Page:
President Obama claimed he’s experienced racist attitudes “among whites” from different parts of the country.
In an interview with CNN’s Fareed Zakaria Wednesday, Obama broadbrushed white people in the northern and southern parts of the United States, claiming sentiments about him between the two regions are “very different.”
— CNN (@CNN) December 8, 2016
”I think there’s a reason attitudes about my presidency among whites in northern states are very different from whites in southern states,” Obama said.
“So, are there folks whose primary concern about me has been that I seem foreign ― the other? Are those who champion the birther movement feeding off of bias?” Obama questioned, before answering himself, “Absolutely.”
Democrat strategist David Axelrod also told CNN the “birther movement,” started by Hillary Clinton’s 2008 presidential campaign, “has roots in racism. There’s no question about it.”
“It’s indisputable that there was a ferocity to the opposition and a lack of respect to him that was a function of race,” Axelrod added.
While Obama claims racism has affected his presidency, he has made it a point throughout his tenure to promote racial division at every opportunity.
Back in 2012, for instance, when racial tensions were at an all time high due to the Trayvon Martin controversy, Obama further polarized the issue by claiming the deceased teen could have been the son he never had.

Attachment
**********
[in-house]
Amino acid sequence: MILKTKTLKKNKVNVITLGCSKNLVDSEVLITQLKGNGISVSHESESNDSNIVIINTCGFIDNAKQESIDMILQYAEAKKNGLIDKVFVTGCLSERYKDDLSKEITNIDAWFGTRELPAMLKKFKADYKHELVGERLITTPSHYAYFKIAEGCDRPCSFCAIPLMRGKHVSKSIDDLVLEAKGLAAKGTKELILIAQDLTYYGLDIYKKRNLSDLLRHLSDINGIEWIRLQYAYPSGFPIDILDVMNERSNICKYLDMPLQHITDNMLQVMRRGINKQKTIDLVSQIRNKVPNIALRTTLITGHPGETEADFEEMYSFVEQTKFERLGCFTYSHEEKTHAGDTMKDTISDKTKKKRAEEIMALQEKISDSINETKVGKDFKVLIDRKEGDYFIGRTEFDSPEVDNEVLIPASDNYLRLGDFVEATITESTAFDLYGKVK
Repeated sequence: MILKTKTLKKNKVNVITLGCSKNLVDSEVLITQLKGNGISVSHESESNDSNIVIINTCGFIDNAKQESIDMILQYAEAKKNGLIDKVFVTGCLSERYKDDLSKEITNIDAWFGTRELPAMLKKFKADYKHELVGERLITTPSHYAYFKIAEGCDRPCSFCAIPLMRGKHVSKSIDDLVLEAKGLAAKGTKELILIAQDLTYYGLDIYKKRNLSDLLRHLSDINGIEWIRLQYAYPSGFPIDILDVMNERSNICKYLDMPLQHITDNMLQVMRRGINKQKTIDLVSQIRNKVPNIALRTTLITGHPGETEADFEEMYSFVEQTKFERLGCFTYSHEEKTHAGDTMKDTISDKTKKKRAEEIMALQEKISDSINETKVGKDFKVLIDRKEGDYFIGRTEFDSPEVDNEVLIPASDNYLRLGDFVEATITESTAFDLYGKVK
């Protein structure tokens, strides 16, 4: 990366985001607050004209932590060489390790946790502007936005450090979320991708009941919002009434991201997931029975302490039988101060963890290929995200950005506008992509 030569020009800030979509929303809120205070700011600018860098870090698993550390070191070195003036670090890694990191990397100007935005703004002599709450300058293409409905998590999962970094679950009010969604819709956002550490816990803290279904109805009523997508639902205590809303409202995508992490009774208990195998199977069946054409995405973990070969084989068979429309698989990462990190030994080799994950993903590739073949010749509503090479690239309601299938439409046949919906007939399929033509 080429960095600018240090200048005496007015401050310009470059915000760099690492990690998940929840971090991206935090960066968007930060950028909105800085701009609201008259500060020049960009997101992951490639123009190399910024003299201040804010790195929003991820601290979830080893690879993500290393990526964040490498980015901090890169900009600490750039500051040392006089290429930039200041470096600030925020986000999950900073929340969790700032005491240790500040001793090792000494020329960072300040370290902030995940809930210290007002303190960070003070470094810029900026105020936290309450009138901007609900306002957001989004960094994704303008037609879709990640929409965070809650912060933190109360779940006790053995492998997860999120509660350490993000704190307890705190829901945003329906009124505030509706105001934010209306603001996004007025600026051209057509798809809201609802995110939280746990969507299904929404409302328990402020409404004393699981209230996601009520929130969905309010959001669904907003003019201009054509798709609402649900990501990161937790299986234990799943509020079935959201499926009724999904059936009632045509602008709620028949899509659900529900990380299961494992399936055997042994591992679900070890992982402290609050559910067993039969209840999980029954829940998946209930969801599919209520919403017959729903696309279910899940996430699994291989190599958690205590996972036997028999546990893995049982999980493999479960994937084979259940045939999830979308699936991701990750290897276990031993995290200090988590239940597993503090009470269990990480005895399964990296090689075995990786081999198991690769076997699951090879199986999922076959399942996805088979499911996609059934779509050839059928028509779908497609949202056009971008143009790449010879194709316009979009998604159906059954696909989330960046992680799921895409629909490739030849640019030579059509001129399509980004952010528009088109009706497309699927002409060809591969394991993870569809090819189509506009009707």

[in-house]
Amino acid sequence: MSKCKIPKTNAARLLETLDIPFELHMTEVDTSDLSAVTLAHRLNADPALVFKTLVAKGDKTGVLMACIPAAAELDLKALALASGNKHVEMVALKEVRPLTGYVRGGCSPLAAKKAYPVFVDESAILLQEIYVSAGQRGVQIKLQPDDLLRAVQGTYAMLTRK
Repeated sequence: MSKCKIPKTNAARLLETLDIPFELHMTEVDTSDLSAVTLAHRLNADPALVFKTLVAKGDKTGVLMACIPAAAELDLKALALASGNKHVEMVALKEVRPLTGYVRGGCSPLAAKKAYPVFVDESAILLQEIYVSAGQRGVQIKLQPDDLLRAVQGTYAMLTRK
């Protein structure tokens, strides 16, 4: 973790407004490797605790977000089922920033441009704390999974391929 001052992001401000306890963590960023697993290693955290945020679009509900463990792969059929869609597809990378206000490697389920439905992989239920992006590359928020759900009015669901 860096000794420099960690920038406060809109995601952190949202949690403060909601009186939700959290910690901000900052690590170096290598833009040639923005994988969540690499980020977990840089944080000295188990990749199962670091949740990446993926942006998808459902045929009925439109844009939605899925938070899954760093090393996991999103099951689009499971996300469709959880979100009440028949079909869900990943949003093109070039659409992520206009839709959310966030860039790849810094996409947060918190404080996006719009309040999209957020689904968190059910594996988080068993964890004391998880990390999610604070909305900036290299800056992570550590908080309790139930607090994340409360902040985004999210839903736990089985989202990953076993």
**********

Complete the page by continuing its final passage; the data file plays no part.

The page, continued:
Of course, there was one time in his presidency where he may have experienced actual racism, but it didn’t come from the American people.
In 2009 when the president met with the British royal family, Obama was insulted by Queen Elizabeth’s notoriously racist husband Prince Philip, who asked if he had difficulty telling world leaders apart.
“I had breakfast with the Prime Minister, I had meetings with the Chinese, the Russians, David Cameron…” Obama told the royals, addding, “And I’m proud to say I did not nod off in one of the meetings.”
A guffawing Prince Philip then blurted out: “Can you tell the difference between them?”